President Muhammudu Buhari has called on state governments to take necessary actions to ensure improved access, equity and quality in education delivery of their various states.
Buhari, represented by the Minister of Education, Mallam Adamu Adamu made this known in Abuja on Monday at the National Launching and Presentation of the 2018 National Personnel Audit (NPA) Report.
The document was conducted by the Universal Basic Education Commission (UBEC) with efforts from other stakeholders.
He said that this was necessary to close the gaps identified in the report and also to find lasting solutions to the problems of education in the country.
According to him, the NPA is key to the realisation of the Ministerial Strategic Plan (MSP) because everything ultimately depends on it.
“Without data you cannot plan anything, government will ensure that all Nigerian children are given equal opportunity to complete basic education.
“This document contains data of enrollment and locations of schools for private and non-private, the number of qualified teachers and other indices in order to determine key indicators in the education sub-sector.
“ Our stakeholders will find this document useful. However this is not to say that that this document being launched today is perfect.
“ I am sure the report has revealed some gaps that need to be filled at various levels of government in other to improve basic education delivery in our country.
“ I therefore urge state governments to critically examine the findings or recommendations contained in this report that affect their states and take necessary actions to ensure improve access, equity and quality in education delivery.
“States with very high deficiencies in teachers and infrastructure facilities need to redouble their effort to close these gaps”.
He added that the ministry would critically examine the findings and recommendations contained in the report and come up with policies and actions that would help move the sector forward.
He noted that initiative and interventions in the education sector was borne out of the belief in the centrality of education for social, political, economic transformation of the country.
He therefore, commended UBEC for taking the giant step in ensuring that the report came to limelight.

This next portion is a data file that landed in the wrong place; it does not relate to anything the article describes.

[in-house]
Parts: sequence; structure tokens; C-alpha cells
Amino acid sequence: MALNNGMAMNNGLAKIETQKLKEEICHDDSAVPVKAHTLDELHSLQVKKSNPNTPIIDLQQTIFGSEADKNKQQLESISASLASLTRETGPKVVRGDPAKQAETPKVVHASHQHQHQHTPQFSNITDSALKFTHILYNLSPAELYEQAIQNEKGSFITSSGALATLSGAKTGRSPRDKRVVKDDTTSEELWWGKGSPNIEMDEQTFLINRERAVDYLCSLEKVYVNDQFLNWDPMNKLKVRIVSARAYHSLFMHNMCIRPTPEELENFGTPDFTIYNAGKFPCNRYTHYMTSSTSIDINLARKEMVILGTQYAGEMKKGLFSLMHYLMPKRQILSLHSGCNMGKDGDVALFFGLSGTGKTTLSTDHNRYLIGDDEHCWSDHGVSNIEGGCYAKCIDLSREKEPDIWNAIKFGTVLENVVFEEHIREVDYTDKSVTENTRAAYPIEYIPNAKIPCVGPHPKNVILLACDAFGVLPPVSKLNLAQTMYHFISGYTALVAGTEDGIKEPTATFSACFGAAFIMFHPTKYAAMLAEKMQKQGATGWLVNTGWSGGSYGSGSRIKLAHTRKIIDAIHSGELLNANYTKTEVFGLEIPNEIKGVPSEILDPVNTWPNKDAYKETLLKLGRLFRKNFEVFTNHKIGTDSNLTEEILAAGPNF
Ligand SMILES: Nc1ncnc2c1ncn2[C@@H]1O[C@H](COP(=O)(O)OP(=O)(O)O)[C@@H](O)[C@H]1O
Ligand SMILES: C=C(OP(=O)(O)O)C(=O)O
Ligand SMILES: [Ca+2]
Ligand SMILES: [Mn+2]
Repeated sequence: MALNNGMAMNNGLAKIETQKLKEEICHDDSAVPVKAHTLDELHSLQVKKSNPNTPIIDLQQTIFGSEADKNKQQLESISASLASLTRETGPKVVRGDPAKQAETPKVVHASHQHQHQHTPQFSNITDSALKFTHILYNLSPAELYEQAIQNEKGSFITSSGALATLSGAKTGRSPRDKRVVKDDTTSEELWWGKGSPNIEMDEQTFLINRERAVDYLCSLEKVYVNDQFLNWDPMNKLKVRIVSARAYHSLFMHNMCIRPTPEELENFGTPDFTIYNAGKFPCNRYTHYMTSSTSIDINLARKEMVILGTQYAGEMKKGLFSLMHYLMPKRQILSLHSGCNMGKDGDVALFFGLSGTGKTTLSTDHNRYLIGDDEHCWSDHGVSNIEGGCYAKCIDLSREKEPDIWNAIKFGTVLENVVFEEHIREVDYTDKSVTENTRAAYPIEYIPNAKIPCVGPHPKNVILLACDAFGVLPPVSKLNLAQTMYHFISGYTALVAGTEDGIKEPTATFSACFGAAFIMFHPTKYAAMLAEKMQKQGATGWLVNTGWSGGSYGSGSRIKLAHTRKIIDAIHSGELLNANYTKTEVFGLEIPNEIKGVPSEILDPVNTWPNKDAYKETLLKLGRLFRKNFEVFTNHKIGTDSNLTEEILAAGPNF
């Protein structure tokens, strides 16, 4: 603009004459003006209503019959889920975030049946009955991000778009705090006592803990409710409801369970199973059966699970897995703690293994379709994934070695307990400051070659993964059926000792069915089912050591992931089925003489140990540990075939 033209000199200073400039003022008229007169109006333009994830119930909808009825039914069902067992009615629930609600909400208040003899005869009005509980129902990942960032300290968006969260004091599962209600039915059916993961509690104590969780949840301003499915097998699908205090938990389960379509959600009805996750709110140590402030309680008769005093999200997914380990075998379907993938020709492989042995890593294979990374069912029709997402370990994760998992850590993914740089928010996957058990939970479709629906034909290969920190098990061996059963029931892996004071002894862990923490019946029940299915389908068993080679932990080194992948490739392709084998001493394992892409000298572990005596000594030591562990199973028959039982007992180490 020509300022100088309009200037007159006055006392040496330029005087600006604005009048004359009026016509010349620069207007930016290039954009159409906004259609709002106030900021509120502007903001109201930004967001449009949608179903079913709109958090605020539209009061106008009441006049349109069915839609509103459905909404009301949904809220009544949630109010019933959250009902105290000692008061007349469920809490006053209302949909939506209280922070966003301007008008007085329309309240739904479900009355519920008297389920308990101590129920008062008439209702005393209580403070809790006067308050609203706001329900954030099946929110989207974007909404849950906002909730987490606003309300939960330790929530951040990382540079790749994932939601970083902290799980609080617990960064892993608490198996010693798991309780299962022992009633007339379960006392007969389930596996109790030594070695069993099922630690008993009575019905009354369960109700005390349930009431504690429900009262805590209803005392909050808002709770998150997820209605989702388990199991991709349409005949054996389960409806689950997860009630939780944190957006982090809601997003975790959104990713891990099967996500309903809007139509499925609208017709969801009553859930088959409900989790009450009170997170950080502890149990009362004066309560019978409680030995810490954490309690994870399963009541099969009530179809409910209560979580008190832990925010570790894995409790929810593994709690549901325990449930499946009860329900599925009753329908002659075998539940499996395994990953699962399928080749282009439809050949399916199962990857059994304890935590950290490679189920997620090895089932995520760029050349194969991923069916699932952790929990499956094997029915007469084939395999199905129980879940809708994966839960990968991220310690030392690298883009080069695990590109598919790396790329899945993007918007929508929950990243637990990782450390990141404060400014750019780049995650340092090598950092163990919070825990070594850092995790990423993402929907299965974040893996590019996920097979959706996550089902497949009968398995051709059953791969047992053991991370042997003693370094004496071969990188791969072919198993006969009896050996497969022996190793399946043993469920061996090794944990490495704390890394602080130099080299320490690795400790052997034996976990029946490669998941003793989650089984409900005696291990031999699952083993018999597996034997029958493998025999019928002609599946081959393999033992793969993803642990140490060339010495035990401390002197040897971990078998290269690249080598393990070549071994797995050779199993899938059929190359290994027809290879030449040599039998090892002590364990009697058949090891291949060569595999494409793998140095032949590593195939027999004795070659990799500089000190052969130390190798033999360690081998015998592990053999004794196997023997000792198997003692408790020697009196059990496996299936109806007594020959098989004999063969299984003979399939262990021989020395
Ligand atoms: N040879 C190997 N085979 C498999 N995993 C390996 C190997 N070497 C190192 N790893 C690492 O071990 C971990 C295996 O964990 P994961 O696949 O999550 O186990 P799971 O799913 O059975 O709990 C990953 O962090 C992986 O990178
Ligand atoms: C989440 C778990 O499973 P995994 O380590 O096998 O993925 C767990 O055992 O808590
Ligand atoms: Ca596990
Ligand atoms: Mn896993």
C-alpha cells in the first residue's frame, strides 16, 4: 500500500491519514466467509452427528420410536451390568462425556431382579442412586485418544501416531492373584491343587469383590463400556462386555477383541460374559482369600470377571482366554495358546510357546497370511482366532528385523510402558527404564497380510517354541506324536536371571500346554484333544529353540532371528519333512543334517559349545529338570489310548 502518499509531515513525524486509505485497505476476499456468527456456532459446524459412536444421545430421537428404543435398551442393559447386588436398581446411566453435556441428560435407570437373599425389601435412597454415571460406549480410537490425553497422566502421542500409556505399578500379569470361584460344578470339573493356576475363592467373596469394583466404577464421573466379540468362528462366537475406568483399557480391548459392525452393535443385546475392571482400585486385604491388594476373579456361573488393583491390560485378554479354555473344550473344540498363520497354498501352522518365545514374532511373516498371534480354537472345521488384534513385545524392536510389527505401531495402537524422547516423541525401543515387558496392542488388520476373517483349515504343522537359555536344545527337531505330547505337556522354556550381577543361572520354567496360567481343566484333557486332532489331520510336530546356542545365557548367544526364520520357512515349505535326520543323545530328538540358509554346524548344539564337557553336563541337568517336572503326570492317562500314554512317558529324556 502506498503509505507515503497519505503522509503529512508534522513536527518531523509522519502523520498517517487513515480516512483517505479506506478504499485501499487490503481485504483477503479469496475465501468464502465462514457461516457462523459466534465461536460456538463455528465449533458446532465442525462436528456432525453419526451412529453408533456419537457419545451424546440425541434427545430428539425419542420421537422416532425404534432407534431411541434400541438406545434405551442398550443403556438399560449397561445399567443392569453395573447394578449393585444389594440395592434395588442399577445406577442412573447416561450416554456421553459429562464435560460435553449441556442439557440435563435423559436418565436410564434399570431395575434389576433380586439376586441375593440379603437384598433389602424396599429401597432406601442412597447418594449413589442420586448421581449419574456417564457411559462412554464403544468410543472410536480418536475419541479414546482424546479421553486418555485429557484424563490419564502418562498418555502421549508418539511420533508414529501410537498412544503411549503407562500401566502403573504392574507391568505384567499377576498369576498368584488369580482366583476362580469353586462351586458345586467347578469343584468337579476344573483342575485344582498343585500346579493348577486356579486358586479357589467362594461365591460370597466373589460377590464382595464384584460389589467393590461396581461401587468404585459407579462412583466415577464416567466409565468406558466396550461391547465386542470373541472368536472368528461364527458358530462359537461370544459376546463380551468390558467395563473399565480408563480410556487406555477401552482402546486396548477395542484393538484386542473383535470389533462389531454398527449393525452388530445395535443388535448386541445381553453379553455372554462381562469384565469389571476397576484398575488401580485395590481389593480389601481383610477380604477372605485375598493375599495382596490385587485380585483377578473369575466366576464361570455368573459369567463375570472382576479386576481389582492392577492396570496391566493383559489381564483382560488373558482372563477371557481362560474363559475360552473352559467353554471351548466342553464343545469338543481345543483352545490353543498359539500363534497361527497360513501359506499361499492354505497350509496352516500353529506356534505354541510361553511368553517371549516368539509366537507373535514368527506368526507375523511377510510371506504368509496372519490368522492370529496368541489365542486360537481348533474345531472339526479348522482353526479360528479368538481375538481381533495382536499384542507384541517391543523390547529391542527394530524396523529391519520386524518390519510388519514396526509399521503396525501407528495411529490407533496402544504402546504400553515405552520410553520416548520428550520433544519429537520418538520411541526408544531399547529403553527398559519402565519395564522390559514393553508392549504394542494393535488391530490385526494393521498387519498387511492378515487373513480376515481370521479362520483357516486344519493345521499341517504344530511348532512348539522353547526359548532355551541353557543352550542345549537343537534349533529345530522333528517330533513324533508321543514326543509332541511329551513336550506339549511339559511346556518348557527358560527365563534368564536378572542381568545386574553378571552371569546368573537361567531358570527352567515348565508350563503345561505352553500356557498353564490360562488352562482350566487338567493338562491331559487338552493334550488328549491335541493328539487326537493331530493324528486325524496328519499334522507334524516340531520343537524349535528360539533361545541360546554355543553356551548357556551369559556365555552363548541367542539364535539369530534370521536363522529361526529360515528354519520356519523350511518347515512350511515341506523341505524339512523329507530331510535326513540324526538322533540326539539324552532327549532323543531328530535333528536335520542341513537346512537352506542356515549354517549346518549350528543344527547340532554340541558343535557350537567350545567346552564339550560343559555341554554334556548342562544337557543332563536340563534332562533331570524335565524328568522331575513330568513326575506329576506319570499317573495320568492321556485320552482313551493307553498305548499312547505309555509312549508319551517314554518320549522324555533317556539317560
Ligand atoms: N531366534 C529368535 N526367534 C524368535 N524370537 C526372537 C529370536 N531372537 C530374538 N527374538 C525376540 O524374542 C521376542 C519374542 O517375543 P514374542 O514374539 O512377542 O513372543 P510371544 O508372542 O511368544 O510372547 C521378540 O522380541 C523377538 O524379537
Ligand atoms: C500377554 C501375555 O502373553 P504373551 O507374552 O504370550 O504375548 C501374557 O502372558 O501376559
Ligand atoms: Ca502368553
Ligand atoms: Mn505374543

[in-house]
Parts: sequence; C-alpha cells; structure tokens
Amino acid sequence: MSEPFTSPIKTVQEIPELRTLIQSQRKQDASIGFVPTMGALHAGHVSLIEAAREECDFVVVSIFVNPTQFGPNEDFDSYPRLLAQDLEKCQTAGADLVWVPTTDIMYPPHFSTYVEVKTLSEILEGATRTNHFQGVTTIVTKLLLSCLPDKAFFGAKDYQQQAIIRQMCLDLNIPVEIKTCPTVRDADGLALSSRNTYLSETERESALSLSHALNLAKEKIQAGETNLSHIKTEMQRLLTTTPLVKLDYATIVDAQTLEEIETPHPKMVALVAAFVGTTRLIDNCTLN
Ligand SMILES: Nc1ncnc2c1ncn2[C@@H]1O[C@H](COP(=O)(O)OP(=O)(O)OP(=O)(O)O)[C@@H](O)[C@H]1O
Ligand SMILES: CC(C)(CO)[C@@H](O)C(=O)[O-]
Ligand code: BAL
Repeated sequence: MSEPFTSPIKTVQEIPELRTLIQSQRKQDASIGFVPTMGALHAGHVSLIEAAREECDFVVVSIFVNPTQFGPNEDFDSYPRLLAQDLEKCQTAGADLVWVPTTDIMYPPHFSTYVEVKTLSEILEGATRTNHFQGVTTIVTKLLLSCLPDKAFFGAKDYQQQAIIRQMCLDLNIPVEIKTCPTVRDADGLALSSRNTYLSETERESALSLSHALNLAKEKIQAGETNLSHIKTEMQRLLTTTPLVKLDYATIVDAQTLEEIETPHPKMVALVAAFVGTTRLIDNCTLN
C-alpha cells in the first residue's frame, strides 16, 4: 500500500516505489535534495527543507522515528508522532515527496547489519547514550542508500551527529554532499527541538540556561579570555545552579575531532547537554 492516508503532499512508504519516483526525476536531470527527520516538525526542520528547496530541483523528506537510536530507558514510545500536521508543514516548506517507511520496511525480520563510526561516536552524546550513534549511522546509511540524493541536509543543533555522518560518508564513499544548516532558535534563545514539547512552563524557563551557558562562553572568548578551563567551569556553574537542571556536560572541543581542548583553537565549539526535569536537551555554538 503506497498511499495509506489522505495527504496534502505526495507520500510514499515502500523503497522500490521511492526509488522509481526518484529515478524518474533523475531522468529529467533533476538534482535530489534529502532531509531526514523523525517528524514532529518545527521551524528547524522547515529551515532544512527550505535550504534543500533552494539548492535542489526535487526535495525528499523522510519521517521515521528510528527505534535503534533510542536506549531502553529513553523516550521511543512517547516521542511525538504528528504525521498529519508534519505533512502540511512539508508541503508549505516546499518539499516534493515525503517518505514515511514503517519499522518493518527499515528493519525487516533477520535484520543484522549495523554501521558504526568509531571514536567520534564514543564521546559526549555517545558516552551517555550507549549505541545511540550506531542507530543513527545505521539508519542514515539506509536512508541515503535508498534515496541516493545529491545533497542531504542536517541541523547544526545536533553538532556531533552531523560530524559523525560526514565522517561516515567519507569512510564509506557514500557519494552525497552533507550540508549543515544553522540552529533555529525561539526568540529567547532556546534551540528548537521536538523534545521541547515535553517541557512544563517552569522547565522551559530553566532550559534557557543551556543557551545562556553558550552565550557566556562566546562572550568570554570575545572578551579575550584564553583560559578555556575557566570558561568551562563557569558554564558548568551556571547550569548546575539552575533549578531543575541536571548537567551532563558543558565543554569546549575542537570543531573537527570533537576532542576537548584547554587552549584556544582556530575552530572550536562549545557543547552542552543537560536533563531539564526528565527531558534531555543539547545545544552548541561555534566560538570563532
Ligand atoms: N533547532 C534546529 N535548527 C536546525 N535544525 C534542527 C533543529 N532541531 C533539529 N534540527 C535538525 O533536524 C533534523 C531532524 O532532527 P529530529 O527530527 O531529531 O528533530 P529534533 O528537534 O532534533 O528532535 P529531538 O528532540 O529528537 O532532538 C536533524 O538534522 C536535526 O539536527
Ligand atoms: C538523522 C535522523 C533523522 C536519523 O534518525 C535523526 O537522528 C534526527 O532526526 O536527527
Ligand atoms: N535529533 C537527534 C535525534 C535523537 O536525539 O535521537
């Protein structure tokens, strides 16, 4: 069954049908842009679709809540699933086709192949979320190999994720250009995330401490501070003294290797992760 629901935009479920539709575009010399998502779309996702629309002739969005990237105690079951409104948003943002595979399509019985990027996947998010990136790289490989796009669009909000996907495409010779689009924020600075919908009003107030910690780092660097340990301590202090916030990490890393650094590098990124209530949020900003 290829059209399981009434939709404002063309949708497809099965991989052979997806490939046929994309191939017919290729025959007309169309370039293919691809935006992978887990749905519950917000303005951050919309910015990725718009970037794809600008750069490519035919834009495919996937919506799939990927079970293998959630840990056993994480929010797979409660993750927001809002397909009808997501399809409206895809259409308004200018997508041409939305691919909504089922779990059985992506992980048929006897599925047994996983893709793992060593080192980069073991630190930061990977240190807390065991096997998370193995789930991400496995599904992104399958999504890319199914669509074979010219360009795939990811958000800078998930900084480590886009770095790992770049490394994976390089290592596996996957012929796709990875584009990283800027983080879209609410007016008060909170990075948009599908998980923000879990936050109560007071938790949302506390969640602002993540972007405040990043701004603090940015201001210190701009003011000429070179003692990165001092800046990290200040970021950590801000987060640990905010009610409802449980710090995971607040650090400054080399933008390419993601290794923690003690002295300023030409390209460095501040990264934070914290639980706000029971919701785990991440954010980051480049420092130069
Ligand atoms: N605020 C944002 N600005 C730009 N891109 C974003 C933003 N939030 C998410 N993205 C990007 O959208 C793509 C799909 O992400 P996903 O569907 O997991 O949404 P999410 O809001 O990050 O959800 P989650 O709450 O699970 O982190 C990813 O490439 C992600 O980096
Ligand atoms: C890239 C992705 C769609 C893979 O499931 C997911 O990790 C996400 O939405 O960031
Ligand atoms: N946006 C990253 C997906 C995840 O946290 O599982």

“From 2015 when this government came into being, the sum of N173,121,513,063.98 was received by UBEC as marching grant and out of this N153,620,245, 040. 44 was released to states.
“Similarly the sum of N34, 431,470,411.38 was released to states for teachers professional development and N8,165,856,746.46 was released to states for the education of training of special needs”.
Also, the Executive Secretary UBEC Dr. Hamid Bobboyi stressed that the country needed basic education data for planning and effective management of the sub sector for planning.
Bobboyi said through the 2018 National Personal Audit, UBEC had been able to acquire the Global Position System (GPS) coordinates of all schools in the country covered by the census.
According to him, the Geo spatial data generated has proven useful in building a geographic information system to support School Mapping.
“The National Personnel Audit was an exercise that brought together all the key stakeholders at the different levels of government and from different agencies including the private sector,to make the project a reality,” Bobboyi added.
In a remark, Dr Tunde Adekola, World Bank Education Specialist said the exercise was a value added which would help to improve the education delivery in the country.
Adekola pledged World Bank readiness to continue to work with the government to improve on equitable access.
He, therefore, called for urgent coordination among the tiers of government as well as effective and efficient use of resources.
The document revealed that out of the total enrolment of 27,889,387 in primary schools, 5,504,632 which are 20 per cent come from the private schools while 23,384,755 are from the public schools.
Also, states such as Ekiti, Benue, Oyo, Edo and Osun top the five ranking states in the number of qualified teachers while Yobe, Gombe, Jigawa, Kebbi and Sokoto were ranked the five bottom states in qualified teachers.
There is currently a shortage of about 277,537 teachers in basic education schools in Nigeria.
According to the report, there was deficit of 135,319 teachers at the Early Childhood Care Development Education, 139,772 deficit in primary schools and 2,446 shortage in Junior Secondary Schools across the nation.
The report also put the number of primary school age children who are not in school at 10,193,918, which is said to be 25 percent of all primary school age children in the country.